One major complication of hypercholesterolemia is a condition known as atherosclerosis. Atherosclerosis, or the hardening and narrowing of the arteries, is caused by the buildup of cholesterol plaques along the inner lining (endothelium) of the arterial walls. These plaques are usually able to form and adhere to the vessel wall after damage to the endothelium has occurred by other factors that include smoking, high blood pressure, diabetes, and more. When LDL attaches to the arterial wall it causes inflammation; in response, the body will send white blood cells (macrophages) to attack the cholesterol. Over a period of time the combination and accumulation of cholesterol and white blood cells (both active and dead), along with calcium and other crystallized materials, will build up and create atherosclerotic plaque. This buildup of plaque can significantly reduce blood flow causing some disease states.
Atherosclerosis is a chronic, cumulative and slowly progressive condition that may remain asymptomatic for many years. Once atherosclerotic plaque has significantly reduced blood flow within an artery it can wreak major havoc on the body, depending on its location. There are three common conditions caused by atherosclerosis:
An additional complication of cardiovascular disease is the potential development of an aneurysm. An aneurysm is a localized bulge caused by the weakening of an arterial wall which can occur can occur anywhere in the body. If an aneurysm ruptures, it can cause a life-threatening emergency due to internal bleeding.
Hypercholesterolemia by itself is usually asymptomatic, meaning that it does not present any signs or symptoms. Often it is not until an adverse event occurs, such as the threat of a heart attack or stroke, that testing is done to confirm this condition. Routine lipid profiles should be conducted for those who are considered to be at a higher risk. Various factors, both modifiable and non-modifiable, determine who is at the highest risk of developing high cholesterol and cardiovascular disease.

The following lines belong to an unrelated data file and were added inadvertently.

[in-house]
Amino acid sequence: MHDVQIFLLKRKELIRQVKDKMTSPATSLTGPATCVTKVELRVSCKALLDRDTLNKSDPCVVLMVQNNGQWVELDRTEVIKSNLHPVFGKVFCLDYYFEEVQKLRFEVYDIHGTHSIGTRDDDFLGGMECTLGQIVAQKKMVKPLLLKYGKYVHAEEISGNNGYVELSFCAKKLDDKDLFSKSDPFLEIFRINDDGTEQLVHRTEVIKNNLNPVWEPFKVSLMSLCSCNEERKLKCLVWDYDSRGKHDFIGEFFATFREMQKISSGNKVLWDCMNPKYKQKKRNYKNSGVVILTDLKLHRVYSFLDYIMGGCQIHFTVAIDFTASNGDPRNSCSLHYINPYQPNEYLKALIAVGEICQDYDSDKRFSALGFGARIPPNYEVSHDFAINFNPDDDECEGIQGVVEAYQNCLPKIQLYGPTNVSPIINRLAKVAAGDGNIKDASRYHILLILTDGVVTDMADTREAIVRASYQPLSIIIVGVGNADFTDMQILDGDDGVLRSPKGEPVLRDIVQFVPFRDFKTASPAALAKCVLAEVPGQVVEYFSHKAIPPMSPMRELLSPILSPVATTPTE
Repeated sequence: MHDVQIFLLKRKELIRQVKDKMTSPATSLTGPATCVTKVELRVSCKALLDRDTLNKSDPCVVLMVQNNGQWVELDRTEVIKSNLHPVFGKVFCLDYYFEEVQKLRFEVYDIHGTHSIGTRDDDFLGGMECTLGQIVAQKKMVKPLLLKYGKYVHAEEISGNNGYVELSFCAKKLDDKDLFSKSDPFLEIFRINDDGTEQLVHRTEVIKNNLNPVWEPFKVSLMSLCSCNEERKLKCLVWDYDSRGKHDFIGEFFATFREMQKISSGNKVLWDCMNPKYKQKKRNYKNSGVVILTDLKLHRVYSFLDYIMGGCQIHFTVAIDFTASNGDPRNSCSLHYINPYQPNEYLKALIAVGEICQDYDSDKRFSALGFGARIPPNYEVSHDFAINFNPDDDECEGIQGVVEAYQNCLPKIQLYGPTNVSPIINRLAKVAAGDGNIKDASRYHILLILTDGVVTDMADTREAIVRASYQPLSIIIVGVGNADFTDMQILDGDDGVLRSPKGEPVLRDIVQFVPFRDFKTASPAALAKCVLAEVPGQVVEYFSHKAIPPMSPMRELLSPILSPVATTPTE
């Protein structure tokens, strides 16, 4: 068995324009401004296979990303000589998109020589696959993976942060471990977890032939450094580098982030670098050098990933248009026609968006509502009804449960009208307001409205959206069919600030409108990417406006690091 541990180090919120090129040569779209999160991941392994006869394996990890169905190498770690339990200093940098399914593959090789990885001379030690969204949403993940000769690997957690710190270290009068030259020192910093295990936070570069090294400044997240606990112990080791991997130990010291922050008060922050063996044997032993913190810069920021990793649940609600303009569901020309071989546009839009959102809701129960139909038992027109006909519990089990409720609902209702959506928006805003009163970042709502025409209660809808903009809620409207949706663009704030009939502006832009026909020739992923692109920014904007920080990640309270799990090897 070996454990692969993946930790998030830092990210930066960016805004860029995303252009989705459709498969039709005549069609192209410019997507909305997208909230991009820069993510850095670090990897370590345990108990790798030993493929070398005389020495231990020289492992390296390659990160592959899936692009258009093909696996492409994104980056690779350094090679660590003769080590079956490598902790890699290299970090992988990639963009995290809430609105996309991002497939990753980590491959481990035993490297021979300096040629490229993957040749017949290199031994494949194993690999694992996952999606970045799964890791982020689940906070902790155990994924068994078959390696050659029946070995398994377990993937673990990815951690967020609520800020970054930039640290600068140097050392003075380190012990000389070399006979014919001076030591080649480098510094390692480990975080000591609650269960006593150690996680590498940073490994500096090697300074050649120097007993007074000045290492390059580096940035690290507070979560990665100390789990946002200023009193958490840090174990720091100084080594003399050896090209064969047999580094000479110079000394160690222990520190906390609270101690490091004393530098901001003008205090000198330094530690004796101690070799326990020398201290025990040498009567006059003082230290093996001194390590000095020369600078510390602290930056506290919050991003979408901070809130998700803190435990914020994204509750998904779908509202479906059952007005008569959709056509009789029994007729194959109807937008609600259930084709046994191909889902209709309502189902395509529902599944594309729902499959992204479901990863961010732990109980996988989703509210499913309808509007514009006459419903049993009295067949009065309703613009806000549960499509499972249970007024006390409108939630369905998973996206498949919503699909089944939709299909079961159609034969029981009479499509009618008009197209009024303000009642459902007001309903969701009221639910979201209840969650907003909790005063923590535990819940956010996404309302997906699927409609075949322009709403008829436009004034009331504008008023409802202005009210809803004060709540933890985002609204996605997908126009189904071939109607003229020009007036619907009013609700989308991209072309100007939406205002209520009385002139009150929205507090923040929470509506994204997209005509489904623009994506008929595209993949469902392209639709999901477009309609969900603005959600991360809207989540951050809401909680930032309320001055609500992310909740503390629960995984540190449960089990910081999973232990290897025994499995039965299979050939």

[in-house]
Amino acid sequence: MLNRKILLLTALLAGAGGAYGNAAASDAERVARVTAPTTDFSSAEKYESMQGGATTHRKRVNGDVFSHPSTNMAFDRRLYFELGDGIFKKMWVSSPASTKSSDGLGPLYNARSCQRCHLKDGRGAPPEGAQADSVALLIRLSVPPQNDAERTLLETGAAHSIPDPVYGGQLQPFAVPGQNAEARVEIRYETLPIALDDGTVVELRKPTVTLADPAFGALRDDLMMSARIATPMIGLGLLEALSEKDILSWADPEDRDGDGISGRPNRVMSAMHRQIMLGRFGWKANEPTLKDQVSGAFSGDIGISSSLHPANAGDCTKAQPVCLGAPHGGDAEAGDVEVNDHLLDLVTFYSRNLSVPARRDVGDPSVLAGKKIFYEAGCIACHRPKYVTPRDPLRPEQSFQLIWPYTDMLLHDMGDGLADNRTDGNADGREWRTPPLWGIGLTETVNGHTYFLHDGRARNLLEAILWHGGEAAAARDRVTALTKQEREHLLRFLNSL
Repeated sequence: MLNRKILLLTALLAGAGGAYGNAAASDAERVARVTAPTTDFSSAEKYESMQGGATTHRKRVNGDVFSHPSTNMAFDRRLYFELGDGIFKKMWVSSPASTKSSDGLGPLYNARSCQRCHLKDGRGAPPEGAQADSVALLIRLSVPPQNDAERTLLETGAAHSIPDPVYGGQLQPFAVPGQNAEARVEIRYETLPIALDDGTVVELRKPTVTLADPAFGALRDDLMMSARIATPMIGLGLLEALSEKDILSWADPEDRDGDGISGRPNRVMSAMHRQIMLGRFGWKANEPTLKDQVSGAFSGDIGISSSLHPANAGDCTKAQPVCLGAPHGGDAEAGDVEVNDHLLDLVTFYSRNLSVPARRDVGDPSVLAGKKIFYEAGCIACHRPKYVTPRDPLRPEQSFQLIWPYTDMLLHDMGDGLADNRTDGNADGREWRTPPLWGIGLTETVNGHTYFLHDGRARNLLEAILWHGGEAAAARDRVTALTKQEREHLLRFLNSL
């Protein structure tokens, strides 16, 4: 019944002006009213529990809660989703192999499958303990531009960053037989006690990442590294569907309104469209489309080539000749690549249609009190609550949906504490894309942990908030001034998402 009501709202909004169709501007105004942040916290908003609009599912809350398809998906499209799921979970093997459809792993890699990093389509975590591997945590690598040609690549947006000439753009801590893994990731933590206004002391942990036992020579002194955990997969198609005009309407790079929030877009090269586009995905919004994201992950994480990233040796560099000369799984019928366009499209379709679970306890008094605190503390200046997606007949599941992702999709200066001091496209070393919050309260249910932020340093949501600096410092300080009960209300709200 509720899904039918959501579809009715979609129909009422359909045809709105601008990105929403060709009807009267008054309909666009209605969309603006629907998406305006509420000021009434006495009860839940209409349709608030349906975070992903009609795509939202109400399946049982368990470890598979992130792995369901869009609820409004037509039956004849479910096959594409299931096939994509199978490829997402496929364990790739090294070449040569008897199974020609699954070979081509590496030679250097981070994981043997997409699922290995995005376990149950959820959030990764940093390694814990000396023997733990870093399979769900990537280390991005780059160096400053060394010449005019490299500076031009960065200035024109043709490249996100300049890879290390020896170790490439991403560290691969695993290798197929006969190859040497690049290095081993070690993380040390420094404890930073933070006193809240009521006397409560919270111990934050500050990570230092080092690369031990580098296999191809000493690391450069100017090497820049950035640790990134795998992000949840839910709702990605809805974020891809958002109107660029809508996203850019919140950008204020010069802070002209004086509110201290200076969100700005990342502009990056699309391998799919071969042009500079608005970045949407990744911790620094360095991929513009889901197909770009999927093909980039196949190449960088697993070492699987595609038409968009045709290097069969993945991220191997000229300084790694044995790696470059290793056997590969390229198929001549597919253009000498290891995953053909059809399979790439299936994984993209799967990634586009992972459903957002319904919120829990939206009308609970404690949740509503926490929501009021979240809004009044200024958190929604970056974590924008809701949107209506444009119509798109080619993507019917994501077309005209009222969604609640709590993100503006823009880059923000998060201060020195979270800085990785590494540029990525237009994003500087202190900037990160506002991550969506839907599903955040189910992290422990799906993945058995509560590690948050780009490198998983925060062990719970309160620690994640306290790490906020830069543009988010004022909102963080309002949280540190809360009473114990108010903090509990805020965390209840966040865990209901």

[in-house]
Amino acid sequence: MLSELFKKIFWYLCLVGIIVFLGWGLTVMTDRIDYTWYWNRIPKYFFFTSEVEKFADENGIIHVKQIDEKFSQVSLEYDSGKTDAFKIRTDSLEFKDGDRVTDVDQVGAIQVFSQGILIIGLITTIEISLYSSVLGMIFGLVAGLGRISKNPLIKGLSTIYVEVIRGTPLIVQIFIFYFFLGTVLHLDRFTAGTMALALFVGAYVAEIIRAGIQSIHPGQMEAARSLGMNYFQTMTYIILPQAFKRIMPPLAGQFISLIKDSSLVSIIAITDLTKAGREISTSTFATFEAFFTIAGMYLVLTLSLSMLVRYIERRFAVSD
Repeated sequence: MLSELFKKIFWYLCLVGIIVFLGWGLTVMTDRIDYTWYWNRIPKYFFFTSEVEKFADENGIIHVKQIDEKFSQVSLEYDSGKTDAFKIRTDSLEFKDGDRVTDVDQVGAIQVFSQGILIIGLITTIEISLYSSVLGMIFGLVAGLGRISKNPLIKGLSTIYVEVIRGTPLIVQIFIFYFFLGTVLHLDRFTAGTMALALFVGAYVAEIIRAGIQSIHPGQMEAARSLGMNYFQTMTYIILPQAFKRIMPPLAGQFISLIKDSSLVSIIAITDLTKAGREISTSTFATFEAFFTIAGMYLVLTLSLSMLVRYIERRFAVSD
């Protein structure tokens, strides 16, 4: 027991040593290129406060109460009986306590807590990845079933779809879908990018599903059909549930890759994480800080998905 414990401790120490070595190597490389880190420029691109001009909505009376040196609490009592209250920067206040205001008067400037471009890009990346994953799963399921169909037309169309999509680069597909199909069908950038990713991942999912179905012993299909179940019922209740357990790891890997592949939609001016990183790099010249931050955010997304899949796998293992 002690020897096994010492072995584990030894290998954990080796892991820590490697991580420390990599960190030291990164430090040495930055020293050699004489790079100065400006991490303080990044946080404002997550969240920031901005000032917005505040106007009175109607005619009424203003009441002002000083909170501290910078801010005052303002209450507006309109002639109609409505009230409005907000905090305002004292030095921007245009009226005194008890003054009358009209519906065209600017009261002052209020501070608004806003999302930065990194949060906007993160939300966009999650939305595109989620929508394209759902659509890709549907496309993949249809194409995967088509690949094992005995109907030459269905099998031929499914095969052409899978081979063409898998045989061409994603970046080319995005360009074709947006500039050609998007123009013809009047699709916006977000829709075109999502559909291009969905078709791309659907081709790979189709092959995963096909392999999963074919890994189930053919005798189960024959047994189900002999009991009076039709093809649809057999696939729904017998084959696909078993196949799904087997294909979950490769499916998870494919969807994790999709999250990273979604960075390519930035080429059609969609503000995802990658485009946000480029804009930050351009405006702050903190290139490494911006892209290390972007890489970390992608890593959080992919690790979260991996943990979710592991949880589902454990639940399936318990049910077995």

Non-modifiable risk factors tend to be genetic and include:
Modifiable risk factors include:
Reducing the chances of developing a condition associated with high cholesterol begins with each individual. Obviously, some factors are out of a person’s control, but every step that is taken to lower LDL levels will assist in slowing or stopping the process of plaque formation. Living a healthy lifestyle will not remove plaque or blockages that have already formed, but it can prevent further progression. Most people can lower their cholesterol levels by:
Maintaining a healthy lifestyle, eating a healthy diet and regularly exercising is sometimes not enough for some individuals. For those who find themselves in this situation, cholesterol-lowering medications may help. After a full assessment by a licensed physician, they may prescribe a single drug or a combination of drugs to lower LDL and increase HDL. Most often, the first type of drug a physician will prescribe is called a statin; statins lower LDL and triglycerides, a different type of blood fat. This kind of drug is also helpful in the prevention of heart attacks by increasing the stability of the blood plaque to the scarred tissue thanks to balancing done to the amount of cholesterol and scar tissue.
Commonly prescribed statins include:
The following are other types of drugs commonly prescribed:
|Type of drug||Name of drug||Used for|
|Prescription B vitamin||Niacin||Decreasing LDL and increasing HDL|
|Combination statin and niacin||Niacin-lovastatin||Lowering LDL and increasing HDL|
|Cholesterol absorption inhibitor||Ezetimibe||Decreasing LDL and slightly increasing HDL|
|Bile acid binding resins||Cholestyramine, colestipol, colesevelam||Decreasing LDL|
Because atherosclerosis by itself is usually asymptomatic, some individuals may not know they have cardiovascular disease until an adverse event occurs. These events can range anywhere from angina to a major heart attack or stroke. When this happens, a physician will perform a series of tests to determine the location and severity of the blockage. Depending on these results, different procedures can be conducted to unblock the affected arteries.
The following is a simple list of procedures that are commonly performed:
According to the World Health Organization, 17.5 million people die each year as a result of cardiovascular diseases which are an estimated 31% of all deaths worldwide. 80% of these deaths are due to heart attack and stroke. With these statistics, prevention of high cholesterol and cardiovascular disease should be a priority for every individual.
See also our Guide to a Healthy Heart for more advice on heart health.